city poli

erie canal

A canal between the New York cities of Albany and Buffalo, completed in 1825. The canal, considered a marvel of the modern world at the time, allowed western farmers to ship surplus crops to sell in the North and allowed northern manufacturers to ship fin

municiple bonds/ bonds

Bonds issued by state and local governments,
A certificate issued by a government or private company which promises to pay back with interest the money borrowed from the buyer of the certificate: The city issued bonds to raise money for putting in new sew

charter

A document that gives the holder the right to organize settlements in an area

john dillon

The Iowa Supreme Court judge who, in 1868, held that local governments could rule only in areas explicitly permitted by the state government

dillon rule

A principle holding that local governments are creations of state government and their powers and responsibilities are defined by the state.

Baker v. carr

case that est. one man one vote. this decision created guidelines for drawing up congresional districts and guaranteed a more equitable system of representation to the citizens of each state

multi-member districts

districts have more than one rep.

mal-apportionment

Drawing the boundaries of legislative districts so that they are unequal in population.

trolley

These mass transit cars moves people from the city to the suburbs

omnibus

A long motor vehicle for passengers

liquor license

state authorized permit that allows the license holder to sell alcoholic beverages in compliance with state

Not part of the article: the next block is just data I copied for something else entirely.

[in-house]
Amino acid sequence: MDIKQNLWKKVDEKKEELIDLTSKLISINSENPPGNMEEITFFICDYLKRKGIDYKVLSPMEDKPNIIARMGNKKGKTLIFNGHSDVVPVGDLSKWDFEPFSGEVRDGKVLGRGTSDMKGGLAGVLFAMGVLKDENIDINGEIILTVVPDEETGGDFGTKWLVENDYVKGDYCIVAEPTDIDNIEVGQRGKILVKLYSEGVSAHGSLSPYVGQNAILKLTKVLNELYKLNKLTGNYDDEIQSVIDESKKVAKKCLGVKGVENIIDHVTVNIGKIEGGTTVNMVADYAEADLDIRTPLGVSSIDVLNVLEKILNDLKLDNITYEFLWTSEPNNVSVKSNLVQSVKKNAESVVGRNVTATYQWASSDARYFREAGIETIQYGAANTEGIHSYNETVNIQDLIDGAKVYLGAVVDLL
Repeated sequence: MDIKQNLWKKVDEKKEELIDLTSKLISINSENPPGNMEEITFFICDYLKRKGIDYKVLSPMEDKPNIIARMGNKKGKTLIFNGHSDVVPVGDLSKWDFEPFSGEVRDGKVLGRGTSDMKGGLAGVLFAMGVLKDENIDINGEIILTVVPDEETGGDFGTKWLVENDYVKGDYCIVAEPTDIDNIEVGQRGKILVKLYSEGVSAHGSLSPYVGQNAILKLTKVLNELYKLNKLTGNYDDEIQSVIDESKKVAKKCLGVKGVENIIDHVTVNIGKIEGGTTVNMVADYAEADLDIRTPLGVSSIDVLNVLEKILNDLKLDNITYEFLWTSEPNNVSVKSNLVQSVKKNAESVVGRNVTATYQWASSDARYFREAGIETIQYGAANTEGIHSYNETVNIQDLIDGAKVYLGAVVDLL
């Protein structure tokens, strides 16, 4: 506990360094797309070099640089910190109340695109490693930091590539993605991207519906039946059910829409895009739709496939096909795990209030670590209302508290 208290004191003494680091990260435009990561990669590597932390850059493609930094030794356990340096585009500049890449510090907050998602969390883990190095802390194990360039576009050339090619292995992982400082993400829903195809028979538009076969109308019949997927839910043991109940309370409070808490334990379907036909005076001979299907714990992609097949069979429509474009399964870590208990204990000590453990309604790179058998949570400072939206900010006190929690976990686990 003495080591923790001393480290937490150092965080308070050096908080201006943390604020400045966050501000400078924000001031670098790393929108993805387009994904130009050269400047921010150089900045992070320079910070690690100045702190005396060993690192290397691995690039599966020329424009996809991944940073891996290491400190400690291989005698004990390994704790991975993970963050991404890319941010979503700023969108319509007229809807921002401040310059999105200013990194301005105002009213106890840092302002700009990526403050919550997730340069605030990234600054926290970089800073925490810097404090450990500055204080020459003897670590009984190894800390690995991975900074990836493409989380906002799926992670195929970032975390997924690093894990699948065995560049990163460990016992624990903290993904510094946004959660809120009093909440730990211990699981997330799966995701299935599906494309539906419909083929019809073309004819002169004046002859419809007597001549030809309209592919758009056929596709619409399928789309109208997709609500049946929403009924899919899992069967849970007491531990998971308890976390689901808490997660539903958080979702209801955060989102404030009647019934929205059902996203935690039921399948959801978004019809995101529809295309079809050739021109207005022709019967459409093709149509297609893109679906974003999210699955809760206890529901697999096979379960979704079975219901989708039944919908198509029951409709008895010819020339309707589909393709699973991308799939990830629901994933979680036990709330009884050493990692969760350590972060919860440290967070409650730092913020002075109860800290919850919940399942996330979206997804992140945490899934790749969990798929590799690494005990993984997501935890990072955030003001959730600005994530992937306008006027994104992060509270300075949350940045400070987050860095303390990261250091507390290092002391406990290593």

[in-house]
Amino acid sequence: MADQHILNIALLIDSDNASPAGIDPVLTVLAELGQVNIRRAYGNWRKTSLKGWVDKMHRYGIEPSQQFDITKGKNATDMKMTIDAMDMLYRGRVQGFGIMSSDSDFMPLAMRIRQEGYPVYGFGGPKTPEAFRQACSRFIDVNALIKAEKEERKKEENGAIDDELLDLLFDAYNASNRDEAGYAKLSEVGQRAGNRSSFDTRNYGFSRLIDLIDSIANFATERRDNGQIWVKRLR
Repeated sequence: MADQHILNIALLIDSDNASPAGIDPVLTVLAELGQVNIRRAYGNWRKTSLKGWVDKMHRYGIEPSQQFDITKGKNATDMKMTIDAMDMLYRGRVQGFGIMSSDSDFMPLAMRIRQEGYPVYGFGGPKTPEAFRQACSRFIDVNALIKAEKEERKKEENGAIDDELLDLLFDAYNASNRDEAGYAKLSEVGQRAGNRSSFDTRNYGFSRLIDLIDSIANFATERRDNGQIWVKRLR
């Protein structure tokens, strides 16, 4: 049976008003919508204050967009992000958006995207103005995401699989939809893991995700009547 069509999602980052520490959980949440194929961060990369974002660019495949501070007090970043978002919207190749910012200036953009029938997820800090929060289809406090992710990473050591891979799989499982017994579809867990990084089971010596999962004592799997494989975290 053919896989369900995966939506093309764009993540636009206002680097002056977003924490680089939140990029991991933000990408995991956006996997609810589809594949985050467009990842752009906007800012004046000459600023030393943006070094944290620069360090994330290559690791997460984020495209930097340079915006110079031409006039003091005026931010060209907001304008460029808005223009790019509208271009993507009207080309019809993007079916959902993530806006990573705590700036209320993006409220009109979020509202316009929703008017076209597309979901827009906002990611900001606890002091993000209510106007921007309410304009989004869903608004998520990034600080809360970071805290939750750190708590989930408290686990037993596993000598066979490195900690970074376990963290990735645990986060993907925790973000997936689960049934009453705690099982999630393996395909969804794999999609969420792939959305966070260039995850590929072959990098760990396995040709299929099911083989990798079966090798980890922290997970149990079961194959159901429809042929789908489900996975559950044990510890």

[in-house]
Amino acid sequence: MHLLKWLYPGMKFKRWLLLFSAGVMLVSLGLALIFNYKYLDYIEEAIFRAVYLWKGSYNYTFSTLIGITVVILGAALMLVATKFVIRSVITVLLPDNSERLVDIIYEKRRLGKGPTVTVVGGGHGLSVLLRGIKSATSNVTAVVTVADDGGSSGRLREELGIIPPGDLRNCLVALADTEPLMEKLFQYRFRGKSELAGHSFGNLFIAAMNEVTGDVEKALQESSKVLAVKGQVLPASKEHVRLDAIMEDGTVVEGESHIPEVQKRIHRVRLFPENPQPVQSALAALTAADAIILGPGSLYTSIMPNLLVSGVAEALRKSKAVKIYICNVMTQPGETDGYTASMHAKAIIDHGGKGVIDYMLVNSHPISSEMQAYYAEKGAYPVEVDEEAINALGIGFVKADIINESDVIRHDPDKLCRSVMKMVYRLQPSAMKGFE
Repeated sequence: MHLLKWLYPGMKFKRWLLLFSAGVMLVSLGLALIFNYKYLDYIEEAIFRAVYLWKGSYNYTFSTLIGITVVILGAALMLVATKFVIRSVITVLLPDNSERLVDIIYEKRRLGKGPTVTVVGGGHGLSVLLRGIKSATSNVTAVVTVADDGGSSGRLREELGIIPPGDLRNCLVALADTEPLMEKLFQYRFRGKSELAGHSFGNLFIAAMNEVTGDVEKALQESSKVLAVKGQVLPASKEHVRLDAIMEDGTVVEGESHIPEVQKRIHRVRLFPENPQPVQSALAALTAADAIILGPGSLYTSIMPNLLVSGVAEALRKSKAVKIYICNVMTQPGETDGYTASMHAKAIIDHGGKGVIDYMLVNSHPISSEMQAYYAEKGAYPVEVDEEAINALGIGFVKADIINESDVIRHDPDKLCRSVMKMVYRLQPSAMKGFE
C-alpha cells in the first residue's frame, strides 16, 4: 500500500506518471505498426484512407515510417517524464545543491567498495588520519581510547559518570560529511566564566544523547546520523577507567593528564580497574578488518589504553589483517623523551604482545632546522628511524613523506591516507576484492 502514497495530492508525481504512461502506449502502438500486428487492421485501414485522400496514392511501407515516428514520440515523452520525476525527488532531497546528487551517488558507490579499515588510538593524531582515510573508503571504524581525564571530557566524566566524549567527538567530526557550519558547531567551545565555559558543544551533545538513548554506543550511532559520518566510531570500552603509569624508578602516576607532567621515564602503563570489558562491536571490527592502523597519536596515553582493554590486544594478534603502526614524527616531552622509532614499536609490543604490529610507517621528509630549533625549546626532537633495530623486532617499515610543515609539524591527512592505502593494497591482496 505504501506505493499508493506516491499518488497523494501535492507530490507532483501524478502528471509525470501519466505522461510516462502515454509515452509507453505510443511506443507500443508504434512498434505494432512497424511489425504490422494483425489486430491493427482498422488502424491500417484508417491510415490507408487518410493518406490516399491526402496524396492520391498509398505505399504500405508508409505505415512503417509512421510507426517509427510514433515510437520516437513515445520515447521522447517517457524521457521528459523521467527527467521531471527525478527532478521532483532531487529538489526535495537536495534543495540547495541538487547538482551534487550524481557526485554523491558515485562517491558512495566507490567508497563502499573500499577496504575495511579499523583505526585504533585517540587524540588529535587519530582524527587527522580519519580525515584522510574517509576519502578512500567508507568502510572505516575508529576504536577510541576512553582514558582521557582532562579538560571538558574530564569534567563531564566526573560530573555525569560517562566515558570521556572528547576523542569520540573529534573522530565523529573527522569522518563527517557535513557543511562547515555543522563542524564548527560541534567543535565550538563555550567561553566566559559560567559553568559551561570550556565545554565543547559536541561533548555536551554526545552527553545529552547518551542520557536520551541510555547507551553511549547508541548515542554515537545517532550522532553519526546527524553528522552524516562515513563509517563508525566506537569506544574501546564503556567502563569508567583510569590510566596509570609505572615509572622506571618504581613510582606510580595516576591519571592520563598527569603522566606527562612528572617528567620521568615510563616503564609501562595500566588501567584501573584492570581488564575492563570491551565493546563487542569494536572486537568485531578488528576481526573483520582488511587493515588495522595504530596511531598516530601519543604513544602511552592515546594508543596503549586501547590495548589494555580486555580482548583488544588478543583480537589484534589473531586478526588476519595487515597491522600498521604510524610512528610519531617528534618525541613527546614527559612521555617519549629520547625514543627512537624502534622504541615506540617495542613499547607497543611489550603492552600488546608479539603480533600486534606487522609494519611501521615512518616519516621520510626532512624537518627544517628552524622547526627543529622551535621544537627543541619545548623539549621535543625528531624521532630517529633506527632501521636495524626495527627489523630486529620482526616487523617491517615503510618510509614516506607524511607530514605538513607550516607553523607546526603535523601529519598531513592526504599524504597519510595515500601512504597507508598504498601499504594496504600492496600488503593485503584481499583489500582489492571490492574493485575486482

Patronage

(politics) granting favors or giving contracts or making appointments to office in return for political support

civil service

A system of hiring and promotion based on the merit principle and the desire to create a nonpartisan government service.

political machine

A party organization that recruits voter loyalty with tangible incentives and is characterized by a high degree of control over member activity

assimilation

Adopting the traits of another culture. Often happens over time when one immigrates into a new country.

universal male suffrage

The extension of the right to vote to all males regardless of social standing or race, whose movement had begun in the early-mid 1800's

Boss (machine politics)

the control of the organization, represented the executive authority

precinct captain

a political leader of the ward, precinct, or neighborhood level, subordinate to the boss. "... a network of ward and precinct captains, each of whom looked after his local constituents.

Tammany

political machine that controlled politics in NYC in the late 1800s. Controlled by Boss William Marcy Tweed who was exposed by the political cartoons of Thomas Nast in Harpers Weekly. Nast is the father of the symbols of political parties, the modern imag

Tammany Hall

was a New York City political organization that endured for nearly two centuries. Formed in 1789 in opposition to the Federalist Party, its leadership often mirrored that of the local Democratic Party's executive committee.

george washington plunkitt

Member of the New York House of Representatives and New York Senate; known for his saying of 'honest graft'

charles murray

Stated that the poor respond rationally to economic incentives, he believed that welfare presented the wrong long-term incentives with regard to work and marriage.

Boss Tweed

William Tweed, head of Tammany Hall, NYC's powerful democratic political machine in 1868. Between 1868 and 1869 he led the Tweed Reign, a group of corrupt politicians in defrauding the city. Example: Responsible for the construction of the NY court house;